Going shopping

If anyone hasn’t worked this out yet, I do not like going to the supermarket.

So the other day we had one of those conversations where we argued discussed who had gone last, and therefore whose turn it was to go now.

Naturally I pulled the winning card out. I can’t possibly carry 2 x 2 litre bottles of a water, a six pack of sparkling mineral water (in glass bottles), a six pack of tonic water….And I added helpfully, “You don’t like the bread from the village shop.”

So off he went. Up the track, across the river, and off to the boring old hypermarket.

Fortunately it was relatively empty. They have some new tills now. The sort where they can serve two people at once. Having dealt with Reluctant Shopping Partner, the cashier then went onto the next customer.

“Pasa por aquí,” she said. “Tiene Travel?”

The short dumpy Spanish woman with dark dyed hair looked at her bemused. (Partner and the cashier both knew she was Spanish because she looked exactly like all the women in our village, who have all been cloned).

Partner twigged. “She wants to serve you. Move up to the till. And do you have the supermarket loyalty card?”

“Oh, thanks,” said the short dumpy non-Spaniard with dark dyed hair. “I hadn’t a clue what she was saying.”

“They normally speak English,” she added.

“No, they don’t,” argued Partner. “Emma speaks English, and a few of the others can say numbers and please and thank you.”

“Well, it’s so difficult. Why don’t they all speak English?”

Aaaaaaaagh. No wonder people get racked off with the British. Two weeks holiday on the Costa del Sol, you shouldn’t need perfect Spanish. But this woman has been here the same number of years as us, more or less.

“Would you expect someone in a shop in the UK to speak fluent French, German, Polish, or Rumanian?” said Partner, warming to his theme. “Why don’t you speak Spanish?”

“I have no interest in speaking Spanish,” she declared loftily. “I live here because of the sun.”

People like that really piss me off. How rude.

She was obviously a BWM (Brit with money). Her trolley was heaving with spirits and wine, expensive food, frozen food. Nothing else. It cost her well over 100€. In comparison Partner spent around 40€ of which 20€ was for a 5 litre bottle of extra virgin olive oil. The rest of it was staples, bread, pasta, rice (OK that was organic and he bought two), a couple of six packs of beer and a bottle of wine.

I condescended to go out to the veg man in the afternoon when he turned up. Now this is my style of shopping. Man comes to door and I wander out to peruse goods. Said goods are cheap and fresh.

Actually Partner was sitting on the terrace. The veg man drew up and sounded his horn. “GO BOY GO,” I shouted, thinking about the dog rather than Partner. He ran out so he could be first in the queue. I followed a few minutes later. It was one of the rare occasions we had beaten next-doors. This meant we had first pick at everything (we fight over the fresh peas).

So for 15€ I bought 2½ kilos of peas, a kilo of broad beans, 2 or 3 kgs of potatoes, some carrots, some white turnips, celery, cucumbers, artichokes, green peppers, and radishes. I got a huge bunch of parsley too, but that’s free anyway. The veg man doesn’t speak English, but I think it’s worth learning a little Spanish to get all that for 15€.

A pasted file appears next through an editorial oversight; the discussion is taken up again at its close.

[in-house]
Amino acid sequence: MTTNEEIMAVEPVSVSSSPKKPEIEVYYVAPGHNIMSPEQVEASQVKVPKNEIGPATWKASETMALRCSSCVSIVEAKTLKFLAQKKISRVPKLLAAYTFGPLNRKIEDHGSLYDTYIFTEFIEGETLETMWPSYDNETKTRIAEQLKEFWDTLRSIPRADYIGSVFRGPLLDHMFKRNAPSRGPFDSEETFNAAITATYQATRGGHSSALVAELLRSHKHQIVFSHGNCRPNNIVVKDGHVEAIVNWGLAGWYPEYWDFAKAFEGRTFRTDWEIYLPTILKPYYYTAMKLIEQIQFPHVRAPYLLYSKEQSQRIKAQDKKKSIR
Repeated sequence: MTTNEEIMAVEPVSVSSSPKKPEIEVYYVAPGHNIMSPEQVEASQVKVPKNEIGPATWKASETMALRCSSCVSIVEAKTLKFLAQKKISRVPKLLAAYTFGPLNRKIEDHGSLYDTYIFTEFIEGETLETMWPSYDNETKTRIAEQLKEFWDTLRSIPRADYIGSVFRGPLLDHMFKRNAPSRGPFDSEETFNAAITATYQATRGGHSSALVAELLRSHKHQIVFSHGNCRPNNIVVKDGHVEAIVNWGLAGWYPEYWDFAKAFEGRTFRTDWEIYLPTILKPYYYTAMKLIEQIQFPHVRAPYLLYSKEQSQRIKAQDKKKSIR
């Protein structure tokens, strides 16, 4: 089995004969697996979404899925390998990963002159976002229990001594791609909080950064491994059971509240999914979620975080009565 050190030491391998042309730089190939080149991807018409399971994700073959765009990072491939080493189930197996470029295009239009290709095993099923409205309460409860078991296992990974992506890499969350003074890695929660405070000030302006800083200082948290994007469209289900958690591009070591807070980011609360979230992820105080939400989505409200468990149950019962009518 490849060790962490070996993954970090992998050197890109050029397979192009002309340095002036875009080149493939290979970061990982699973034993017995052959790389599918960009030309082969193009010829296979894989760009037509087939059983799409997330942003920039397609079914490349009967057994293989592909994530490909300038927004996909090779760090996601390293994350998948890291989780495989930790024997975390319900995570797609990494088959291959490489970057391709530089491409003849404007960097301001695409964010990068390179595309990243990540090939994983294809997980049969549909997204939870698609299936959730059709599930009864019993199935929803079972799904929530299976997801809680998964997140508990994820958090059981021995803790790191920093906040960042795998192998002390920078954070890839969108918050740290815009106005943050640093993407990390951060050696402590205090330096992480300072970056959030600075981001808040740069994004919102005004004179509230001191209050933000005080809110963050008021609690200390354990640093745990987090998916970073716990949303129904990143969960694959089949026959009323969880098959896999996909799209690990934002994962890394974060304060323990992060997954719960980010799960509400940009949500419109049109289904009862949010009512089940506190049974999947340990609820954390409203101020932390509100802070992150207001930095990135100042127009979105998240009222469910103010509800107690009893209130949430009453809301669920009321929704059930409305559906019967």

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12 comments on “Going shopping

  1. Fresh broad beans…………oh I am in heaven, you lucky so and so’s I adore fresh broad beans.I am ashamed of the Brits abroad, why do they flock to Spain and everywhere else and want to eat Brit Greasy Spoon breakfasts, never ceases to amaze me!ok, now pass a broad bean or twelve over to me, pleeeeeeease. I love ’em!My gripe with living in Scotland is this….we have the best, fresh fish and shellfish in the world arguably, so why does none of it appear in the shops here?All I can buy (and I adore fresh fish – and I know I am talking to a Vegan….but I love love love Fish…..all I can buy here is some frozen “Youngs” seafood, which has been to the far east and back for processing.oh and your track you showed in the photo was very much like our track when we stayed in Frigiliana!love and light, Jeannie xxxxx

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  2. BWMs are the reason I avoid supermarkets East of Casares.La Línea is all right at the moment, but more brits are appearing.Unfortunately we don’t get door-to-door deliveries – all the donkeys have been sold for quads. Besides nobody’s going to come the forty-two steps up to our street to call on three occupied households.Bloody glad I bought myself a stair-climbing shopping trolley for Christmas though!

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  3. Finally, someone who feels the same as I do!I am so ashamed of Americans (of which, I am one), when they come to Japan (which is where I am living now) and expect everyone to speak English and act westernized! These folks aren’t interested in trying to learn the local customs or become fluent in the local language. Then they complain that they are discriminated against because they are foreigners. I feel like telling them, “If you really are unhappy here, please go back to your own country!” On a happier note, I am envious of your fresh fruits and veggies! Although I must say that my local supermarket actually has very good fruits and veggies at a decent price, I am sure that your veggie man has much better produce!Love your blogs! Keep up the good work!Dog lover

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  4. Confession.I read your blog and I remember when I had itchy feet and lived in Paris where dinner meant stopping at a succession of shops to gather meat, bread, vegetables, milk—More later.Joan (Jake and Just Harry’s Mom)